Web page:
As someone who works in the IT security industry, I work with a lot of vendors. I used to work with a lot more, but as a side benefit of streamlining business, I’ve been able to cut down my vendor pool. At first it was a bit of a shock, but after a year of trial and error, I’ve learned a few great lessons that I think are a perfect strategy for any organization looking at updating their infrastructure, outsourcing or subscribing to a hosted cloud model.
First, less is more. One of the biggest issues that I come across is how organizations have a ton of different legacy gear, and they try to add a new vendor into the mix. It’s really like having a nice calm fishtank and then throwing in an aggressive newcomer. It’s not necessarily a good idea as if you start buying one-off boxes you’ll end up with either too many devices from different vendors and thus lots of different interfaces, or you run the risk of something not working due to a conflict of communication between devices. Personally, I’ve always been a fan of the “less is more” school of thought, since the fewer points of complication you introduce, the less chance of conflict.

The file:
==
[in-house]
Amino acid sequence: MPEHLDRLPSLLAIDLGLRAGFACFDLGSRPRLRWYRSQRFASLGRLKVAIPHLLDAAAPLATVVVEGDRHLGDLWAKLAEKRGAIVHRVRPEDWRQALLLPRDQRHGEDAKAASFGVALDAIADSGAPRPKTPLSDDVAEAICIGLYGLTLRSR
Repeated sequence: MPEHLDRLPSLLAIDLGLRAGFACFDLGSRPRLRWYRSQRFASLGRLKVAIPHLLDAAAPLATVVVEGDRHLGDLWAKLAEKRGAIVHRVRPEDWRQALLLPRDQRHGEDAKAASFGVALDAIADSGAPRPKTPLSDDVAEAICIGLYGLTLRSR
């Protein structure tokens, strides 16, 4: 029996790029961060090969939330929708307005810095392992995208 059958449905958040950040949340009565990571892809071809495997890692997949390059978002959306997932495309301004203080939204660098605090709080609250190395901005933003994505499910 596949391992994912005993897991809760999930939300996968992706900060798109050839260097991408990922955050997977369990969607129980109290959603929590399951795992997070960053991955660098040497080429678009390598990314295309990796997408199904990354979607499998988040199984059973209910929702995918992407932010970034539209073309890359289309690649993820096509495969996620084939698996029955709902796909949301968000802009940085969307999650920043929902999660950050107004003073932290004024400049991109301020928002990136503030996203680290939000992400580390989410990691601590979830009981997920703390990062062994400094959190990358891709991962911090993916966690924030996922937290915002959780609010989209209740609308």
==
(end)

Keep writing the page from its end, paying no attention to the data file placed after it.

The second issue that comes with introducing lots of vendors is that the sheer complexity of managing the infrastructure is a bit of a pain. If you have different equipment (say Juniper, Check Point and IBM) all purchased from different vendors, it becomes messy from a support perspective, since vendors will point fingers at each other, and you’ll have each vendor calling you to sell you more stuff. I would rather purchase from one vendor who knows my business well, can suggest the right services based on what I have and what they think I should be doing. The more points of contact you have, the more points of potential failure is how I see it.
Lastly, if you are looking for functionality, try to avoid one-off boxes. It’s an expensive way to do things and it will end up being more expensive than if you buy fewer products that have more functionality. There are some great solutions now that are coming as the great vendor consolidation continues which makes it easy (and more affordable) to buy solutions that do more than one function through the use of technology such as software blades or modules. The benefit is that these services can be turned on and off without having to purchase new equipment, which means they scale better than if you were to buy everything separate.
With all the next generation technologies coming out, it’s going to be increasingly important to ensure that as you add new components to your infrastructure, or leverage managed or hosted services, that you streamline the number of vendors and solutions to ensure that your environment is manageable.